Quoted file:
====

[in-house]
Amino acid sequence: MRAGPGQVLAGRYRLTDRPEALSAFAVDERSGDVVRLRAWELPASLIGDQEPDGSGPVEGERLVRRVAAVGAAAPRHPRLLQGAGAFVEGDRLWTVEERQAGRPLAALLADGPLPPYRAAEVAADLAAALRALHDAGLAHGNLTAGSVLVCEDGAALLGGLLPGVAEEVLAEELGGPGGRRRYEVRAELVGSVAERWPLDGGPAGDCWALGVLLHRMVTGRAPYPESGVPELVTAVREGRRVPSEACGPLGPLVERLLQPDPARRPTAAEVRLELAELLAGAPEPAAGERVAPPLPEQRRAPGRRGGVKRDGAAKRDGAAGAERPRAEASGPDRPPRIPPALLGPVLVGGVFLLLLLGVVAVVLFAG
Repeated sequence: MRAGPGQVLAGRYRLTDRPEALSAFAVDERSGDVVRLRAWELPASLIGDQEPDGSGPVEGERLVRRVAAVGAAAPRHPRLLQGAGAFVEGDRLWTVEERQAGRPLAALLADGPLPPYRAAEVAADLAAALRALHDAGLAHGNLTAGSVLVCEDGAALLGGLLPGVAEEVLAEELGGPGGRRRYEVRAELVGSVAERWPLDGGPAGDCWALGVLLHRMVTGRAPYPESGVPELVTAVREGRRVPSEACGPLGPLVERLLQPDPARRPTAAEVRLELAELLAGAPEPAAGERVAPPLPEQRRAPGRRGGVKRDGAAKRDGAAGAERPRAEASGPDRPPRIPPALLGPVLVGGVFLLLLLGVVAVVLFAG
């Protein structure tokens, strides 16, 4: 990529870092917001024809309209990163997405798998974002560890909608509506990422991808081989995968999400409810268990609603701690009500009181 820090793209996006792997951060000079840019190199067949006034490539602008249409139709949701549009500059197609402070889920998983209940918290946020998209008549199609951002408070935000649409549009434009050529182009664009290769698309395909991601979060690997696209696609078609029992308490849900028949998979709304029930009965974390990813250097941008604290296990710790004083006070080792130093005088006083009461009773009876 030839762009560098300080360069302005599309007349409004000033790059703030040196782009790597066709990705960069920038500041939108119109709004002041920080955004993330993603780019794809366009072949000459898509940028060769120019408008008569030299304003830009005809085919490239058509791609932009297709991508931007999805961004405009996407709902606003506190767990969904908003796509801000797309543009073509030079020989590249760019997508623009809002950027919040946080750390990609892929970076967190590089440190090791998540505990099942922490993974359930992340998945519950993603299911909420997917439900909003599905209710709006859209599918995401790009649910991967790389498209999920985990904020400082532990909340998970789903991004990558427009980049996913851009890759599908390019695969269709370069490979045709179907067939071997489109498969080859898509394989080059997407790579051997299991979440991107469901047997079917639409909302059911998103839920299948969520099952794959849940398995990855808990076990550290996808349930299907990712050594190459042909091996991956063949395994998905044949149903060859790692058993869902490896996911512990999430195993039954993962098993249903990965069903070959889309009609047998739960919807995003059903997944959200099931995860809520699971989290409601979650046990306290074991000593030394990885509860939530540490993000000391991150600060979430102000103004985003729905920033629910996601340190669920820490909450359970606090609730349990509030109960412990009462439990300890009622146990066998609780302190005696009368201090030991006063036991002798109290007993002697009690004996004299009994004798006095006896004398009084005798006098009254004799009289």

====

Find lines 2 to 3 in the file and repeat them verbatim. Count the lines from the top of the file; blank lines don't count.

Amino acid sequence: MRAGPGQVLAGRYRLTDRPEALSAFAVDERSGDVVRLRAWELPASLIGDQEPDGSGPVEGERLVRRVAAVGAAAPRHPRLLQGAGAFVEGDRLWTVEERQAGRPLAALLADGPLPPYRAAEVAADLAAALRALHDAGLAHGNLTAGSVLVCEDGAALLGGLLPGVAEEVLAEELGGPGGRRRYEVRAELVGSVAERWPLDGGPAGDCWALGVLLHRMVTGRAPYPESGVPELVTAVREGRRVPSEACGPLGPLVERLLQPDPARRPTAAEVRLELAELLAGAPEPAAGERVAPPLPEQRRAPGRRGGVKRDGAAKRDGAAGAERPRAEASGPDRPPRIPPALLGPVLVGGVFLLLLLGVVAVVLFAG
Repeated sequence: MRAGPGQVLAGRYRLTDRPEALSAFAVDERSGDVVRLRAWELPASLIGDQEPDGSGPVEGERLVRRVAAVGAAAPRHPRLLQGAGAFVEGDRLWTVEERQAGRPLAALLADGPLPPYRAAEVAADLAAALRALHDAGLAHGNLTAGSVLVCEDGAALLGGLLPGVAEEVLAEELGGPGGRRRYEVRAELVGSVAERWPLDGGPAGDCWALGVLLHRMVTGRAPYPESGVPELVTAVREGRRVPSEACGPLGPLVERLLQPDPARRPTAAEVRLELAELLAGAPEPAAGERVAPPLPEQRRAPGRRGGVKRDGAAKRDGAAGAERPRAEASGPDRPPRIPPALLGPVLVGGVFLLLLLGVVAVVLFAG